Leaders know how important communication is.  And the best way I know to get better at communication and leadership is to get around people who are farther down the road and better at it than you are so you can learn from them. That’s why I go to gatherings like the one this week; that’s why I go to conferences like the Global Leadership Summit and Leadercast; and that’s why I read books about leadership and communication.  Leaders, getting better doesn’t just happen – it’s up to you to invest in yourself and your leadership.

What communication mistakes do you see happen often when people stand to speak?  How are you intentionally seeking to get better at this in 2015?

3 Ways To Be A Proactive Leader

proactiveI’ve been reading a book that many consider a classic – Stephen Covey’s The 7 Habits of Highly Effective People.  I’ve never read it, and I’m finding some great leadership principles that are very applicable to my life.  I’m going to do a “mini-series” of posts here on the blog regarding some of my thoughts about these principles and how I think they are applicable in my context as well as in your leadership.

The first habit is “be proactive.”  Of them all, I think this is the one I have the least difficulty with – and the most difficulty with. Let me explain.

Covey states, “Proactivity means more than just taking initiative. It means that as human beings, we are responsible for our lives. Our behavior is a function of our decisions, not our conditions… Highly proactive people do not blame circumstances, conditions, or conditioning for their behavior. Their behavior is a product of their own conscious choice, based on values, rather than a product of their conditions, based on feeling.”

This was one of the most helpful and challenging parts of the book for me.  I typically don’t have problems taking initiative, which is what I thought when I saw the name of the first habit.  That’s what leaders do!  They don’t sit around waiting on someone else to solve problems; they jump in, define the problem, and move to the solution side.  I’m all about that.  Covey’s habit, though, is more complex than simply a bias toward action.  It involves our attitude – specifically, owning our lives.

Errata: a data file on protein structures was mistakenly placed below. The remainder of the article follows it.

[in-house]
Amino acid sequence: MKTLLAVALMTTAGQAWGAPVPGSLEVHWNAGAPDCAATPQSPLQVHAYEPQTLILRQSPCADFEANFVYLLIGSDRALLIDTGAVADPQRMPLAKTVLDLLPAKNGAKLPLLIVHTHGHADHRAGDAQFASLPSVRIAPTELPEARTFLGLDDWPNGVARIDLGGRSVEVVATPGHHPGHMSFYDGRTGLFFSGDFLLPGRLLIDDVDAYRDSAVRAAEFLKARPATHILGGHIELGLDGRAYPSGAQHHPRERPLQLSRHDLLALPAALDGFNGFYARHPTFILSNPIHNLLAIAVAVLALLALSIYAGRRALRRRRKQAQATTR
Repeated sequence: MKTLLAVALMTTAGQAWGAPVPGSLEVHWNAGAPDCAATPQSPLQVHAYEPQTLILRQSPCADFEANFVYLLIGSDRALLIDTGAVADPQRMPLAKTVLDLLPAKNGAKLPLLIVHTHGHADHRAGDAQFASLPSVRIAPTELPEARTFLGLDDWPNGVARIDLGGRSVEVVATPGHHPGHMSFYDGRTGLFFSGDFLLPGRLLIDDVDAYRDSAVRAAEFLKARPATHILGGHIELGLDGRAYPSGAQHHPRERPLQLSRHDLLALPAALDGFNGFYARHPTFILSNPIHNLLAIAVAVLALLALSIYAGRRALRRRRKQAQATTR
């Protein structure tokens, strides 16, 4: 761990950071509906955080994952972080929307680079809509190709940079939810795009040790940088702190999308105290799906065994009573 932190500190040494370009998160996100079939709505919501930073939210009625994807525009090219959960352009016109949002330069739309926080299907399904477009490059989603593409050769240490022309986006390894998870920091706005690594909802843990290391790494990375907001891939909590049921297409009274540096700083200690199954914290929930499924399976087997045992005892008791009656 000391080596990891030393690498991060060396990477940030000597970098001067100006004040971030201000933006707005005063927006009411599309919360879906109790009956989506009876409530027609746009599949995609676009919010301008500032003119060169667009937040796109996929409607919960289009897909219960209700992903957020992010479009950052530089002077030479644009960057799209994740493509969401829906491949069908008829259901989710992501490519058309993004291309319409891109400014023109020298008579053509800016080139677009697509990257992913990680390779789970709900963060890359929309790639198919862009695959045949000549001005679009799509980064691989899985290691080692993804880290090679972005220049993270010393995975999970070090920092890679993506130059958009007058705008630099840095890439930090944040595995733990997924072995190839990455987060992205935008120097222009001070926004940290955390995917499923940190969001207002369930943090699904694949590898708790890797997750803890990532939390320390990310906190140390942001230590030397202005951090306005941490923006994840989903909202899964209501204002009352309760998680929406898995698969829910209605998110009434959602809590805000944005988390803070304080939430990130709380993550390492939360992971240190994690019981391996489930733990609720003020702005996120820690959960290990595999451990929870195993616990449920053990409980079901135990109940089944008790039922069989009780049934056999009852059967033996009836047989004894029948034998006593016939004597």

Here are three ways this habit can be applied by leaders of any organization:

1) Don’t play the blame game. Far, far too often, I hear people in positions of leadership playing the blame game (for a great example of this, watch the speeches of members of Congress on CSPAN). Any problem always has someone who can be blamed – and it’s usually not the person speaking.  It’s easy to point and ridicule such behavior, but then I look in the mirror and wonder how often I fall into the same trap.

When confronted with a problem, is my first response to blame conditions?  To blame circumstances?  How often am I using phrases like “if only,” “I can’t,” and “I wish?”

When I make a mistake, the proper response as a leader is to own it, fix it if I can, and learn from it so I don’t repeat it.  When I play the blame game, I short-circuit that process and don’t learn from it.

2)  Focus on what I can control, not what I can’t. Instead of focusing and dwelling on those things I cannot control, I need to focus on what I CAN control – and often, that means me.  I can control myself, and so do you.

Paul wrote to the church in Galatia about the fruits of walking in the Holy Spirit.  Among the fruits listed is “self-control.”  That’s a critical aspect of great leadership.

Leaders, what’s our response to unexpected conditions or circumstances?  How do we handle the surprises that are unavoidable in leadership?  By focusing on my own attitude, my responses, my reactions, I focus on what I can control. And when I get this right, I find that this has a ripple effect beyond me.

As a leader of people, you set the tone.  You know you do!  And when you’re constantly focusing on what you can’t control, you will lead others to do the same.

3)  Watch what we say. As leaders, our words matter.  A lot.  Andy Stanley says it this way: “as a leader in the room, my words weigh 10,000 pounds.”  If you’ve been a leader in a meeting, you know what he’s talking about!  Watching what we say and how we say it matters far more than we think it does.  And so often, I tend to forget this.